If we dated. You and me. If we got drunk and kissed. Not like I said like when I’ll have to crash on your couch. Not like that. Like if we hung out. Well…this is what I tell girls. In the first month:
When I was thirteen I didn’t have a job. So anything I owned I didn’t own. Just stuff my parents bought me. And they bought me clothes. And I asked for these shirts. Shirts representing the bands I liked. No. I loved them. My Discman pushing into my ears Marylin Manson’s Portrait of an American Family and Pearl Jam’s Ten and Soul Asylum’s record with the girl on the cover where the colors are all Maya Deren–I don’t remember what it’s called–on the train to Monterey, rigid and scared, and girls tried to talk to me in the scenic car and I was on my way to see my grandfather and my grandmother. Rukiya. My grandmother. Rukiya, Jackie. Richard and Jackie. Jackie had bought me the Soul Asylum record. I don’t remember it being very good.
But the shirts. In the first month of us dating I’d tell you I had these shirts. NOFX, Rage Against The Machine, Korn, Marilyn Manson. I dyed my hair black and saw Man Is The Bastard (not knowing who they were) a year later, and I had a Crass shirt I couldn’t wear to school because around their logo read “JESUS DIED FOR HIS OWN SINS NOT MINE” circularly and that one didn’t last long. Even though I bought it with “my allowance,” my (still) Christian father threw it out.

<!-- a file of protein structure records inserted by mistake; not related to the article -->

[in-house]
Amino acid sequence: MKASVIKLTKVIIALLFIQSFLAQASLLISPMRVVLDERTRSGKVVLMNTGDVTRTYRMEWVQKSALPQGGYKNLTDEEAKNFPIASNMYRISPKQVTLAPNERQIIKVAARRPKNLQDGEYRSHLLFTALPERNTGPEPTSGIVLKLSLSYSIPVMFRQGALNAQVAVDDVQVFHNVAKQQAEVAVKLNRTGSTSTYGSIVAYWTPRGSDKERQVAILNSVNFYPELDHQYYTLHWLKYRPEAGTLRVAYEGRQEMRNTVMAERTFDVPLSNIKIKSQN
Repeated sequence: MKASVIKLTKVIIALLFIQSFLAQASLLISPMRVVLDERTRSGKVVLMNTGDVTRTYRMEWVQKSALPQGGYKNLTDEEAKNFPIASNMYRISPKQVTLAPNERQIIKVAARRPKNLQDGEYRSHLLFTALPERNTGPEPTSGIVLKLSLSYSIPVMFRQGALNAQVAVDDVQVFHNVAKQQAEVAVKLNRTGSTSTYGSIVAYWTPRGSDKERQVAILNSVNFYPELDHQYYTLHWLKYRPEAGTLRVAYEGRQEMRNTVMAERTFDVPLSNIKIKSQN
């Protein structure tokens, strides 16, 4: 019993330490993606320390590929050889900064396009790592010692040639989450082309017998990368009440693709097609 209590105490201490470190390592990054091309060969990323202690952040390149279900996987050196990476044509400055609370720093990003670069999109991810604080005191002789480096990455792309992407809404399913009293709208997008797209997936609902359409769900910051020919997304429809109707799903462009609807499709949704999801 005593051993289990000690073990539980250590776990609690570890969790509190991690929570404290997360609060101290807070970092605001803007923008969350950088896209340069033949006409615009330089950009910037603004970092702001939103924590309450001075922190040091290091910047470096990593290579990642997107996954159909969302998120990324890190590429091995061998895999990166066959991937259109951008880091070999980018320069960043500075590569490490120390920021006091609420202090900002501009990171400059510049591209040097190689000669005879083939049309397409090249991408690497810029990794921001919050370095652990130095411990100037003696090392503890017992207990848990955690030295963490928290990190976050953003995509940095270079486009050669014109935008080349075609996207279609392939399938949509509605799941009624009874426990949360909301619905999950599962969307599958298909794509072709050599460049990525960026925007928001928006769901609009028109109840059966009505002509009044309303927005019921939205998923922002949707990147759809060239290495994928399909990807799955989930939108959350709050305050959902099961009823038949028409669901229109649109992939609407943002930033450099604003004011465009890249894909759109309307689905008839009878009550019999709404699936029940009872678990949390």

I’d tell you about those shirts. That the Marilyn Manson one had…I think a cop on the front, holding a gun to his head, and on the back it read something absurd like “Have You Killed Your Authority Figure Today?” And he knew everyone in town, including the sheriff, and we went to Supercuts and my father held his hand against my chest many storefronts away from where I was to get my haircut and gestured me back to the car, his car, and I didn’t get a haircut because my father was embarrassed of me in my shirt, but he never said it. It was just…it was obvious.